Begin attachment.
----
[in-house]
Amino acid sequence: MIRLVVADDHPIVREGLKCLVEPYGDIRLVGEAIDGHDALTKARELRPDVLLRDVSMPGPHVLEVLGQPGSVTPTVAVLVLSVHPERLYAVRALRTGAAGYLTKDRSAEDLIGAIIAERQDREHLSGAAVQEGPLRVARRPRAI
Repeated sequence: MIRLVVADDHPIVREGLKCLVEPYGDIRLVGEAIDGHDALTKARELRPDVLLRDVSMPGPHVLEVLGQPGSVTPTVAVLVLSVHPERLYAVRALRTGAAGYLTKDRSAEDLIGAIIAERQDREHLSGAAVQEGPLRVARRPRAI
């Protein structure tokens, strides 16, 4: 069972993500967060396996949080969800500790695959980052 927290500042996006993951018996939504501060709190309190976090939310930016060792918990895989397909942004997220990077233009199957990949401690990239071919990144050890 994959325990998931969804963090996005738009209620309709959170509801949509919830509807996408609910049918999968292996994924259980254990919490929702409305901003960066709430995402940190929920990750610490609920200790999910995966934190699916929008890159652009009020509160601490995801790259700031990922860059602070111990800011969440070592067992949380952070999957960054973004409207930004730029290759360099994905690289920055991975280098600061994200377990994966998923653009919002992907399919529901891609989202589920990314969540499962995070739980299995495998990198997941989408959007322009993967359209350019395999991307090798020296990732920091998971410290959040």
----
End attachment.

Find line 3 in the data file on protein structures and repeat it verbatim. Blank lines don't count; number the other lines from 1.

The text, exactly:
Repeated sequence: MIRLVVADDHPIVREGLKCLVEPYGDIRLVGEAIDGHDALTKARELRPDVLLRDVSMPGPHVLEVLGQPGSVTPTVAVLVLSVHPERLYAVRALRTGAAGYLTKDRSAEDLIGAIIAERQDREHLSGAAVQEGPLRVARRPRAI